Gets it Right ----
Concert Etiquette Versus Drunk in
Why do people pay huge amounts of money to see a concert,
only to behave like complete idiots in public? I have
never understood that.
I was reading something about this very subject just
the other day. It brought to mind all of the concerts
I've been to in my life, and all of the crazy things
I've seen there. I'm sure everyone has their own concert
horror stories. Of their own antics, or the antics of
others. But this is about how just plain stupid some
people allow themselves to get.
I have been to a fair amount of concerts in my day.
Rock, country, heavy metal and soft rock. Anyone remotely
interested in music knows the difference between each
of these types of shows. The only concert where you
can't complain about the antics of the concert goers
is heavy metal -- what you see is what you get. If you
don't like what some metalhead is doing at a show, it's
best to just move. Save yourself the trouble and the
Surprisingly, the people I have complaints about have
been at shows by Vince Gill, Chicago, and the Grateful
The first time we saw Vince Gill was at the Richmond
Coliseum; great show with good seats, and luckily no
idiots. The second time we saw him was at the Classic
Amphitheater on Strawberry Hill, and was a different
Three or four rows in front of us was "Big Pony
Tail Lady." And when I say big, I'm not only referring
to her ponytail. We had what we thought were pretty
decent seats. That was until BPTL decided to stand.
Now, we’re talking Vince Gill here. He has a few
songs that would maybe require standing and clapping,
but not very many. He has quite the repertoire of ballads.
During these songs everyone sat. But not BPTL. She stood.
And swooned. And screamed the well-known concert standard,
OK, Vince is singing “I Still Believe In You”.
"WOOOOOOOO HOOOOOOOOO!" is pointless and stupid.
Please stop. She was directly in front of us, swooning
and swaying, and (I'm going to quote Olympia Dukakis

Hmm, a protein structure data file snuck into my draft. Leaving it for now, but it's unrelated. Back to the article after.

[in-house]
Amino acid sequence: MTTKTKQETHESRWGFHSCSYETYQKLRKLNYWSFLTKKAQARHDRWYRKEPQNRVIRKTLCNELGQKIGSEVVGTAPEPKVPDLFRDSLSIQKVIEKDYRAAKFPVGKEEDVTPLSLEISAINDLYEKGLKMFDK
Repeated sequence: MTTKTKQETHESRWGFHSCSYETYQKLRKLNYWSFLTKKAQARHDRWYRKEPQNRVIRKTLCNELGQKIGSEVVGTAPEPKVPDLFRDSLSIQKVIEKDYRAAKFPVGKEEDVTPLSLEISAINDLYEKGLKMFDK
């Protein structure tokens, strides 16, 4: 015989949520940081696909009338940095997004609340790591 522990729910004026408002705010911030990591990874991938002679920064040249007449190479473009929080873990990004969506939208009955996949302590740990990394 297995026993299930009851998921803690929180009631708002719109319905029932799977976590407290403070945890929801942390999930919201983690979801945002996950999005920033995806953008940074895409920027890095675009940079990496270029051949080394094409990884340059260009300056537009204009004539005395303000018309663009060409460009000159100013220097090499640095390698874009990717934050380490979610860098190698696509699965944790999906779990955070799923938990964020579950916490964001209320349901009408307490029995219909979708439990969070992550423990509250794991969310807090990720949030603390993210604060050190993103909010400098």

from Steel Magnolias), "looked like two pigs fighting
under a blanket”. I finally had enough and yelled
at her and her ponytail to "please for the love
of everything that is holy, sit down!" To my surprise,
twenty or so people who where also tired of her, clapped
and yelled a resounding "YEAH!" I can't tell
you what she yelled back at me, but I hope she doesn't
kiss her mother with that mouth. She finally sat, right
after Vince said "Goodnight, see ya'll next time."
The Chicago concert was where "drunk hungry boy"
made an appearance. He was stumbling down each aisle.
I couldn't tell if he was actually looking for his seat
or if he was just trying to find an empty one. I watched
him intently, hoping he wouldn't make to my aisle, and
scared of what might happen if he did.
This guy gave new meaning to the word “hammered”.
This was a concert by Chicago, mind you, not Judas Priest.
But he lit in an empty seat about two rows ahead of
me. I watched him swagger, flop down in the seat, shove
his hand into an unsuspecting gentleman’s nachos,
mumble incoherently, then promptly puke all over himself.
Very moving. I have to say though, at least these people
usually pass out, and they no longer bother anyone.
Except for maybe the smell.
I was told not to expect any trouble at the Grateful
Dead show in RFK Stadium. Deadheads are just a bunch
of peace-loving hippie types, y’know. Except that
most of THESE hippie types were younger than me, high
on life and who knows what else. And not everyone was
so peace loving. In fact, a bunch of college-aged yahoos
were getting drunk and yelling how much the Grateful
This made no sense. They paid fifty bucks to get into
the show and were surrounded by 40,000 faithful followers,
so talking smack about the Grateful Dead was poor judgment.
They all got the crap kicked out of them. I think I
was the only sober person in the entire stadium. I like
that, though. Helps me remember how I once behaved,
and also keeps me sharp doing what I love best about
going to concerts, people watching.
I don't get to many concerts anymore, mostly because
getting babysitting for three kids is hard and expensive.
But when I do get to attend, I notice that not very
much has changed. Most people behave themselves, but
there are still those few that feel the need to drink
heavily and act stupidly, usually in that order.
Still, they make it fun to watch, as long as it's from
a safe distance.
Until next time.....